Anxiety and Shame in Chronic Illness

 

The day was sunny and beautiful as we drove into the parking lot, but I did not feel much beauty in my heart. In fact, sudden tears rose unbidden to the surface as the medical center came into view. I had been to this same parking lot many times in the past year, but I had carefully kept my back turned to the door that led to the Infusion Center. But this day, I could no longer avoid it. I was headed straight to the same area that had left me reeling almost exactly a year ago. I could feel my heart pounding as my husband wheeled me into the room where the nurse led us.

Prompted by blood pressure considerably higher than normal, I told the nurse about my last visit there for an infusion that went horribly wrong. She casually remarked, “It sounds almost like some PTSD is going on in you,” and then she brought me a warm blanket and pillow for my arm that was having an RA flare. Her comment, given with such kindness, caused me to look more deeply at this anxiety in my heart.

 

The post traumatic stress I was feeling gave me an inkling of the anxiety and shame that has become part-and-parcel of chronic illness for so many of us:

  • memories of failed medications
  • the haunting fear of what might happen with the next treatment
  • neglect when medical staff turn us away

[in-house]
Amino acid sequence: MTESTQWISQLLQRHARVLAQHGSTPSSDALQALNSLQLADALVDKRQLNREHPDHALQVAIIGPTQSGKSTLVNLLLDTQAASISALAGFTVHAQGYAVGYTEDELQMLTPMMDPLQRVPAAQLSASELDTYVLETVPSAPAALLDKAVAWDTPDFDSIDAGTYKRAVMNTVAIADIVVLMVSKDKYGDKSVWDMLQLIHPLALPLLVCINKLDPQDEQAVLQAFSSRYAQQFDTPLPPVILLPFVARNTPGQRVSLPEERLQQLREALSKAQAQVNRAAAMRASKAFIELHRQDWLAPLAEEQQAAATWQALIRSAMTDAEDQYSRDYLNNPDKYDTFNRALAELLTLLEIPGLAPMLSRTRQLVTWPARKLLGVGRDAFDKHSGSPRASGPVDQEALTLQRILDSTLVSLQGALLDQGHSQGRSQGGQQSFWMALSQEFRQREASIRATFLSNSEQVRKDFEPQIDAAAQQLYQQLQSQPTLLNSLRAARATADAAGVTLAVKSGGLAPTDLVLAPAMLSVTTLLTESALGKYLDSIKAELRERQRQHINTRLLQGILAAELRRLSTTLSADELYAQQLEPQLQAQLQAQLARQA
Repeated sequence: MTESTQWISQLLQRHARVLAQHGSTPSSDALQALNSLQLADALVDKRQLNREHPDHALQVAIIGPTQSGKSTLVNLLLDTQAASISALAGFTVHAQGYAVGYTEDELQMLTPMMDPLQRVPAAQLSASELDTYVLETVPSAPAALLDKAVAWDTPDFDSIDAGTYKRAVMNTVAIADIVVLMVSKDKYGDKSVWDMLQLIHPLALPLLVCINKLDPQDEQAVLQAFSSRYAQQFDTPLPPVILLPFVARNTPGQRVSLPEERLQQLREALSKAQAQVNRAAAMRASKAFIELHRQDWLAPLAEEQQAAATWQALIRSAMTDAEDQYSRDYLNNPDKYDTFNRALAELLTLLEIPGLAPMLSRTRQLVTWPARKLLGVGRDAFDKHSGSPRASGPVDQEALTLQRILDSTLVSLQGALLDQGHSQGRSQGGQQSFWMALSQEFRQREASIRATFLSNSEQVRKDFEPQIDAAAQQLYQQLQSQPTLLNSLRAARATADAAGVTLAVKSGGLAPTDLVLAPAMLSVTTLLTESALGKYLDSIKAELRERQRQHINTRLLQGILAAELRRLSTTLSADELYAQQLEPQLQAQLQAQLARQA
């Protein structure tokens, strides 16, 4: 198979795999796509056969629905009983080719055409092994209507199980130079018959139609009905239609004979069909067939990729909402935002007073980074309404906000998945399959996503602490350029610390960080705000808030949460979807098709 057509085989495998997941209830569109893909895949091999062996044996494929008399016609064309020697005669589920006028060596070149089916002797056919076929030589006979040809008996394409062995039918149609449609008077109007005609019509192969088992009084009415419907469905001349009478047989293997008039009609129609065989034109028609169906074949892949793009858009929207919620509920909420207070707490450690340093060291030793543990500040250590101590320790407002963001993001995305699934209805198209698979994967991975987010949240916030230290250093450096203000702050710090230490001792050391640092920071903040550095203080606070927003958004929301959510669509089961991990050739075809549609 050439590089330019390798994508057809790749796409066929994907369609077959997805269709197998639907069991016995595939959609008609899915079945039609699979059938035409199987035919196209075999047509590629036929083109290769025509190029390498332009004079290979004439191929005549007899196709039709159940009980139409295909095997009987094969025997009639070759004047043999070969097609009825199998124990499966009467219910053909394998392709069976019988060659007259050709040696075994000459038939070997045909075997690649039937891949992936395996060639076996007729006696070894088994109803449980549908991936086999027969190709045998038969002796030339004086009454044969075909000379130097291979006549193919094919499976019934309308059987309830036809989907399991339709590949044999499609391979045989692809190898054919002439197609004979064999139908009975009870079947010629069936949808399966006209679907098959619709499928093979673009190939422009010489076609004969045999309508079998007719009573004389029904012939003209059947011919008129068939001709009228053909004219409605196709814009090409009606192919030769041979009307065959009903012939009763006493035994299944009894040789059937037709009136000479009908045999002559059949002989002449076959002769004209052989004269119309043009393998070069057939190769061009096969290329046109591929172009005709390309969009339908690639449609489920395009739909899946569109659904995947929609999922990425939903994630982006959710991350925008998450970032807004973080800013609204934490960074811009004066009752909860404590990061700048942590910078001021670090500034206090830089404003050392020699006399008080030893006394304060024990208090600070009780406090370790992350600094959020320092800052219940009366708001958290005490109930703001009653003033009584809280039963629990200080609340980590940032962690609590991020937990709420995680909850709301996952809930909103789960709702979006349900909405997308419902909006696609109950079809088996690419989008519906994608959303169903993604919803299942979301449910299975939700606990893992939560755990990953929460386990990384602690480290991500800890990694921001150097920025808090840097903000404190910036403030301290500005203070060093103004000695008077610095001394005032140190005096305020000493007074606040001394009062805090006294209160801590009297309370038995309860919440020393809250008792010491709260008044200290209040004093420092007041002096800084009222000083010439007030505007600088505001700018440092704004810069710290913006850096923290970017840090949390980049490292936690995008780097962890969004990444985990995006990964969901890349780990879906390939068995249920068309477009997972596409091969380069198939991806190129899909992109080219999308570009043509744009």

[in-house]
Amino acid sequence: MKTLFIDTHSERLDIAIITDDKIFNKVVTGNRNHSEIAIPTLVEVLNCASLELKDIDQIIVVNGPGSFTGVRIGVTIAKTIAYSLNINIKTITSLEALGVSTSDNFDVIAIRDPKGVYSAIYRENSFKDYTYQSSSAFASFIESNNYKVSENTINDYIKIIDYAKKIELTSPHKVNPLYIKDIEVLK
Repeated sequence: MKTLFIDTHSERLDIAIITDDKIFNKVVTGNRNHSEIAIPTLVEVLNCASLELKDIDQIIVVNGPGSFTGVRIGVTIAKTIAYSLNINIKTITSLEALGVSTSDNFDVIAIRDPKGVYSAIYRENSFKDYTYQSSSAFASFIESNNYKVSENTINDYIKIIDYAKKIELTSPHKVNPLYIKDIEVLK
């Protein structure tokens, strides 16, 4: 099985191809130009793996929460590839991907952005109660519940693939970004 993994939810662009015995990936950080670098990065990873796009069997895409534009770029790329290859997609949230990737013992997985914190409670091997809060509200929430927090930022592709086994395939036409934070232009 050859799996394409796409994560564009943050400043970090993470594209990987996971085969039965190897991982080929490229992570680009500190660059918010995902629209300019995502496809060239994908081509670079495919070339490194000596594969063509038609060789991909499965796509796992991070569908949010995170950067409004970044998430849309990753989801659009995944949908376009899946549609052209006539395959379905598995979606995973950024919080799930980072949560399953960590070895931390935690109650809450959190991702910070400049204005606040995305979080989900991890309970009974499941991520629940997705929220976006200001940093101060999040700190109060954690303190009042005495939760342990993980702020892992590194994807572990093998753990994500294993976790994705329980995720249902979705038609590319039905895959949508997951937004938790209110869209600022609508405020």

• the shame of feeling left behind by a health-full culture, both inside and outside the church

 

I pondered these thoughts as I sat with my Savior the next day, as the after-effects of the infusion settled in. They were nothing like the deep trauma I had felt last year, but they were enough to remind me just how awful those symptoms had actually been. Yet I also knew I had been showered in the grace and kindness of my Savior, who had not once left me alone. So I asked Him, “What is the depth of this stress I’m feeling?”

 

Carry Each Other’s Burdens

 

 

Instead of lifting me away from the uncomfortable side effects, He reminded me of every medication failure I have been through. He asked me to remember and lift before Him every time as a child I had sat alone while my mother faced her own medication failures. I had thought myself strong enough then to carry those burdens and hurts by myself. My mother had often asked for prayer, but how often had I asked for prayer for her? How often had I held back from asking for prayer for myself?

These burdens we carry are too heavy for us to bear alone or to hide away in the recesses of our hearts. Jesus wants to uncover our anxieties and show us that He is with us, but He has asked us to be with one another too.

Carry each other’s burdens, and in this way you will fulfill the law of Christ. (Galatians 6:2)

 

Sometimes our past and our present pain threaten to isolate us:

  • “I’ve already asked for prayer, I don’t need to ask again.”
  • “Why would anyone want to pray for me? I’m just a nobody stuck at home.”
  • “My pain is so small, compared to others. I shouldn’t waste anyone’s time with my request.”
  • “If I ask for prayer here, I might be hurt again. I just can’t risk another let-down.”
  • “My weakness makes me feel too shameful to ask for prayer.”